I am struck by Mark Charendoff’s comment that what struck him at an informal Jewish educators’ conference was passion and commitment. I agree; the rest is commentary! What do we want from the teachers that teach our children? Passion and commitment. What is it when an environmentalist takes our children into the woods and suggests they listen to God’s creatures or enjoy an awesome sight from atop a mountain? Passion, commitment, and enthusiasm in action. Do we, as informal Jewish educators, believe that children learn from the experiential — the sound of spirited zemirot Friday night? A resounding yes.
Formal Jewish educators often try to duplicate the camp experience: the song festival, the Shabbat ruach, the wherest thou go I will go feeling inspired by camp leaders that are trusted and admired, and engender emulation.
The head staff at Camp Yavneh are 20 and 30 year-olds, and have been coming to camp for 7 to 25 years. Jewish or secular teachers during the school year, they return each summer to make a difference in their campers’ lives. Jewish camping is about learning to live in a community and getting along with your bunkmates. It is about learning to interact with adults of all ages who listen, take seriously your concerns, and then go play frisbee with you in the rain. What does this have to do with dignity? Everything!
Strategic planning must be done, and as Director, I must create a budget and assign bunks, purchase food and communicate with parents, staff, and boards. All this is accomplished in a very professional way. A thankless part of my job, it only becomes gratifying when the campers and staff want to come back to camp summer after summer to be part of a warm, loving, Jewish, (in our case Shabbat observant) joyful environment — where, excuse the cliché- Judaism comes alive!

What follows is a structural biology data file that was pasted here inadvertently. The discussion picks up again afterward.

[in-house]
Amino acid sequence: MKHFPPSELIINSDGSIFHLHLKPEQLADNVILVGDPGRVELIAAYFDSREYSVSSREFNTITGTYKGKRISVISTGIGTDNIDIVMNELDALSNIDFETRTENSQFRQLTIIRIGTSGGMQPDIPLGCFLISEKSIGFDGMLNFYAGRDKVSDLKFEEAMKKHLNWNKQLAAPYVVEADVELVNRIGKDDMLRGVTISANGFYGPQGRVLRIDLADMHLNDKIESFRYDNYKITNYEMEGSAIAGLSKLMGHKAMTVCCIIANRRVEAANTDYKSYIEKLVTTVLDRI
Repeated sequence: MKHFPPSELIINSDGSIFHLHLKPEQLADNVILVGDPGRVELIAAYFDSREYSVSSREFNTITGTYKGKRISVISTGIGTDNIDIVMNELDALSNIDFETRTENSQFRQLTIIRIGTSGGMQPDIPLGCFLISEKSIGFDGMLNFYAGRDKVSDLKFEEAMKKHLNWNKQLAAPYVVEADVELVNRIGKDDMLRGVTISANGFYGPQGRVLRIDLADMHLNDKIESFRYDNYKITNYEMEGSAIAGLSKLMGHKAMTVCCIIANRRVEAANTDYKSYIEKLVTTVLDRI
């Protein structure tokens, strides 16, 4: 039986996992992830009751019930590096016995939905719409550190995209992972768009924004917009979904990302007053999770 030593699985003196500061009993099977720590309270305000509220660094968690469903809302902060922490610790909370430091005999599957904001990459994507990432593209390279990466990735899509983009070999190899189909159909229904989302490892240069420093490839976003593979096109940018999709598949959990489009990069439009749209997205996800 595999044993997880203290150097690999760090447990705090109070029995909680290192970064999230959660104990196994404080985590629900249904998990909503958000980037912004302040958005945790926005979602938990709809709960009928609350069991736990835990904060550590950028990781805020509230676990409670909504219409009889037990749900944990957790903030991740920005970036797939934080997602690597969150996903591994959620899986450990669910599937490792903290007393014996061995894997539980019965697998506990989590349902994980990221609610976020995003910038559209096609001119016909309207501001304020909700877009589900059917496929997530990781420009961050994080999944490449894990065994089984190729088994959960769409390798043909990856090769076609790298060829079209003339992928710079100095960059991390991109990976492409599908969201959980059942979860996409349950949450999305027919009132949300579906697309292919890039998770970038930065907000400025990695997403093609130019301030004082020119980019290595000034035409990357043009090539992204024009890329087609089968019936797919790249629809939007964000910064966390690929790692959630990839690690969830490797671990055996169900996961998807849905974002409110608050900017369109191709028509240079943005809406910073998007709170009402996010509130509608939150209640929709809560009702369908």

There already are professional camping organizations, to which most Jewish camp professionals belong. They publish a periodical, sponsor conferences, and help in many ways. Our camp just finished a five-year strategic plan, raised money for physical plant improvements, participated in a four-month task force envisioning our camp’s future, sponsored teachers’ meetings, new camper meetings, reunions and the like. Do we need to be certified to make these things happen?
Can the Jewish community help the jewel of Jewish life? Yes. Provide support and funding. In the last few years the Foundation for Jewish Camping has emerged to help Jewish camps with small grants, staffing, and overall “we want to help” support. This is still too little. Informal educators and institutions need funds to improve aging facilities, to sponsor creative programs and scholars-in-residence, to support in-service training during the year (perhaps led by “formal and informal Jewish professionals working together”), and to pay staff for the jobs they do. Support for internships to train the younger staff for jobs with more responsibility would ensure the perpetuation of strong and meaningful Jewish camping. Eventually, a “super-fund” should be set up to establish new camps in each region of the country to accommodate the thousands of Jewish kids who are presently unable to attend camp.
To quote Mark: Jewish communal leaders may argue with us and disagree, but they will accept our informed opinion with the respect we have earned. With all due respect, whether we are sitting on a dusty floor or standing on a bench singing our hearts out, respect is earned each summer and the results are felt throughout the year. Just ask the kids.email print